• Jay

    I agree with Kirk when he comments “It seems to me that you are wrapping up exegesis and hermeneutics together” I think a honest exegesis of Paul’s comments about homosexual acts is clear enough an in line with the tradition of that time also. Tony’s hermeneutic arises after scientific research that shows that sexual orientation is biological and not a moral choice. Paul also clearly adopted the “law of Christ” which most certainly refers to Jesus’s law of love, but Paul conditions that law with another law which he calls the law of nature. This seems to be what Paul is following in Rom 1 and 1 Cor. 11. I think rather than trying to interpret Paul into saying something that he is not saying, it would be more honest to just understand that Paul is speaking from his limited cultural understanding and you just don’t agree, or do you still think that Paul’s opinion was always correct.

  • feetxxxl

    choice or innate is a rabbit whole that leads to no where .do we rely on science for our theology where todays truths are tomorrows refutations……….no. as believers we rely on our 1john1 witness of the spirit that is in the lives of those who are gay. they live the fullness of god’s love in their lives and marriages in the same way as do heterosexuals. this spiritual equality mandates that homosexuals are absolutely equal to heterosexuals.

    the cliche love the sinner hate the sin is a misquote of scripture.

    rom12:8 if it is to encourage, then give encouragement; if it is giving, then give generously; if it is to lead,[a] do it diligently; if it is to show mercy, do it cheerfully.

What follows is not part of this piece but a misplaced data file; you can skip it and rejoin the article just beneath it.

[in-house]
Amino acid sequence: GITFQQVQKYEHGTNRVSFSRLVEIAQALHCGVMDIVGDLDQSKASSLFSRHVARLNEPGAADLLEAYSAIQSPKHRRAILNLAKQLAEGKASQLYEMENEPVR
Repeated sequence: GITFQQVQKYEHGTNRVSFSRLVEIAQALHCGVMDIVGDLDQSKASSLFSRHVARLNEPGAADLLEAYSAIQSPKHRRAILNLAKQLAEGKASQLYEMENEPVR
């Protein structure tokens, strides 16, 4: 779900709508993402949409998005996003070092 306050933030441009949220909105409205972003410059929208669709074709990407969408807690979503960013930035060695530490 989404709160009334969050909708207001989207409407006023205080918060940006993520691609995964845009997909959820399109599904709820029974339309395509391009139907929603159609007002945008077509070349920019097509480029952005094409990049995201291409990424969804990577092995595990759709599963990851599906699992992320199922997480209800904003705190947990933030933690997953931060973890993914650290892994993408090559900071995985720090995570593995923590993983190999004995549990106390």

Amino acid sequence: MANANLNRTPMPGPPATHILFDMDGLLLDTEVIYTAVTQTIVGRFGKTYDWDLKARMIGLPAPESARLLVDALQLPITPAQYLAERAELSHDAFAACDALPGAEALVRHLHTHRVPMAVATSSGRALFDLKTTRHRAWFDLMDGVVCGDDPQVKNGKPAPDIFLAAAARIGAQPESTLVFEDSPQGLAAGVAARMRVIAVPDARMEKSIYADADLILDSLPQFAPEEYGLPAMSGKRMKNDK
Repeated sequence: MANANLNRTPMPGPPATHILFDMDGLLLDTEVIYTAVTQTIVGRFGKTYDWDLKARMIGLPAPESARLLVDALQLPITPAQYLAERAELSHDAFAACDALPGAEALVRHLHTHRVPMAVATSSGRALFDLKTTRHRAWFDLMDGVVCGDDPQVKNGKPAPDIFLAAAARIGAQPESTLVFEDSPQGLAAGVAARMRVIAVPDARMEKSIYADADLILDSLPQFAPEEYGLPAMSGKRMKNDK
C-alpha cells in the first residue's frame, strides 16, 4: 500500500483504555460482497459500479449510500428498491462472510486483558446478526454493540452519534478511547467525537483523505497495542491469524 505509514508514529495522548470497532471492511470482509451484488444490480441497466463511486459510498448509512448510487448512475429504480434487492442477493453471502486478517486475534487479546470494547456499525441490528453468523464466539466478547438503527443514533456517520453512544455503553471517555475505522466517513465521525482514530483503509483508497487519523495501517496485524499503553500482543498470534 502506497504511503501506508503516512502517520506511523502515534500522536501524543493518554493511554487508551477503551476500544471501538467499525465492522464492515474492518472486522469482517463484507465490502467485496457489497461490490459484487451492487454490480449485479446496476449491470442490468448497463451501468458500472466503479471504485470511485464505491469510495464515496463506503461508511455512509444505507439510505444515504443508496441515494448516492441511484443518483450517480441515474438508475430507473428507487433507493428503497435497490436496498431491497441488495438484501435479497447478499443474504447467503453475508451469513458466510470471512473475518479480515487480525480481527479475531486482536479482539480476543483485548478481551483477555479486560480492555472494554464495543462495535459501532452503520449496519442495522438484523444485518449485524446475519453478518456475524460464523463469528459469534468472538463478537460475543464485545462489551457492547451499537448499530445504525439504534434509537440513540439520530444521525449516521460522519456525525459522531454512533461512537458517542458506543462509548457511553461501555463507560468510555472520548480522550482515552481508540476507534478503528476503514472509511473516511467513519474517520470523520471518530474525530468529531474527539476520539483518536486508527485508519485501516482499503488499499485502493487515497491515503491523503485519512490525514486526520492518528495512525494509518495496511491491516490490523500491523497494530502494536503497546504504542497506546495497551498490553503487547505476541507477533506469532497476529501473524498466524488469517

9 Love must be sincere. Hate what is evil; cling to what is good. 10 Be devoted to one another in love. Honor one another above yourselves.

    • Richard

      “choice or innate is a rabbit whole that leads to no where”

      Yes.

      While the cliche may be abused and we need to wrestle hard with what it means to love the sinner, I’m not sure that makes it an invalid principle – just misapplied. And I agree with Tony’s sentiment that the “sinner” needs to have a voice into what constitutes “love.” But I’m still not yet convinced that automatically moves homosexuality out of the realm of sin – I love and accept liars, thieves, adulterers, gluttons, materialists, etc.

      I say this while fully affirming that heterosexuality can be just as disordered (if not more in some cases) and that I support gay marriage and full civil rights in the eyes of the state. I’m just not to the point where I’m convinced yet that its not sin or the byproduct of sin (and I’m really not concerned with the individual acts and no there not somehow further from God than the rest of us). I’ve been wrestling with this issue and how to lead our congregation in this for a couple of years now and the only thing I’m convinced of at this point is loving embrace of everyone, no matter their story. If there are resources others would recommend, I’d appreciate it.